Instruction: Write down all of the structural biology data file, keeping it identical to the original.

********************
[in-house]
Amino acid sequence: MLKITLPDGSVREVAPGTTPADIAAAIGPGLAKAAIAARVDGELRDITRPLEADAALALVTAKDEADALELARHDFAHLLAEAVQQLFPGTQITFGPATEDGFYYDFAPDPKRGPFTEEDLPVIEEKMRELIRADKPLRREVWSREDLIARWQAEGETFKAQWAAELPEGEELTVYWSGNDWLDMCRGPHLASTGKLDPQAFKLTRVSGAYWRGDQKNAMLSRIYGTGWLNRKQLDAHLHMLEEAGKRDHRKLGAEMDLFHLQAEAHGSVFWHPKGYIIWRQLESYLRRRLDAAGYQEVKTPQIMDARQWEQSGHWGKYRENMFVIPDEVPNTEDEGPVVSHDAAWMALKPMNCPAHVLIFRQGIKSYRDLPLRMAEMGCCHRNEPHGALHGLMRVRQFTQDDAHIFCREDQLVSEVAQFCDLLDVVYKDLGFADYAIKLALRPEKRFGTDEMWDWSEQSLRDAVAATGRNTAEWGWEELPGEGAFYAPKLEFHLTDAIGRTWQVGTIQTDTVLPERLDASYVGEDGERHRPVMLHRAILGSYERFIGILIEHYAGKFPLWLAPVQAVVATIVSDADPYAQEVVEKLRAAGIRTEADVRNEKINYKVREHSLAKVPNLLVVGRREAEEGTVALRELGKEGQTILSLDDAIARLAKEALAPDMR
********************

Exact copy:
[in-house]
Amino acid sequence: MLKITLPDGSVREVAPGTTPADIAAAIGPGLAKAAIAARVDGELRDITRPLEADAALALVTAKDEADALELARHDFAHLLAEAVQQLFPGTQITFGPATEDGFYYDFAPDPKRGPFTEEDLPVIEEKMRELIRADKPLRREVWSREDLIARWQAEGETFKAQWAAELPEGEELTVYWSGNDWLDMCRGPHLASTGKLDPQAFKLTRVSGAYWRGDQKNAMLSRIYGTGWLNRKQLDAHLHMLEEAGKRDHRKLGAEMDLFHLQAEAHGSVFWHPKGYIIWRQLESYLRRRLDAAGYQEVKTPQIMDARQWEQSGHWGKYRENMFVIPDEVPNTEDEGPVVSHDAAWMALKPMNCPAHVLIFRQGIKSYRDLPLRMAEMGCCHRNEPHGALHGLMRVRQFTQDDAHIFCREDQLVSEVAQFCDLLDVVYKDLGFADYAIKLALRPEKRFGTDEMWDWSEQSLRDAVAATGRNTAEWGWEELPGEGAFYAPKLEFHLTDAIGRTWQVGTIQTDTVLPERLDASYVGEDGERHRPVMLHRAILGSYERFIGILIEHYAGKFPLWLAPVQAVVATIVSDADPYAQEVVEKLRAAGIRTEADVRNEKINYKVREHSLAKVPNLLVVGRREAEEGTVALRELGKEGQTILSLDDAIARLAKEALAPDMR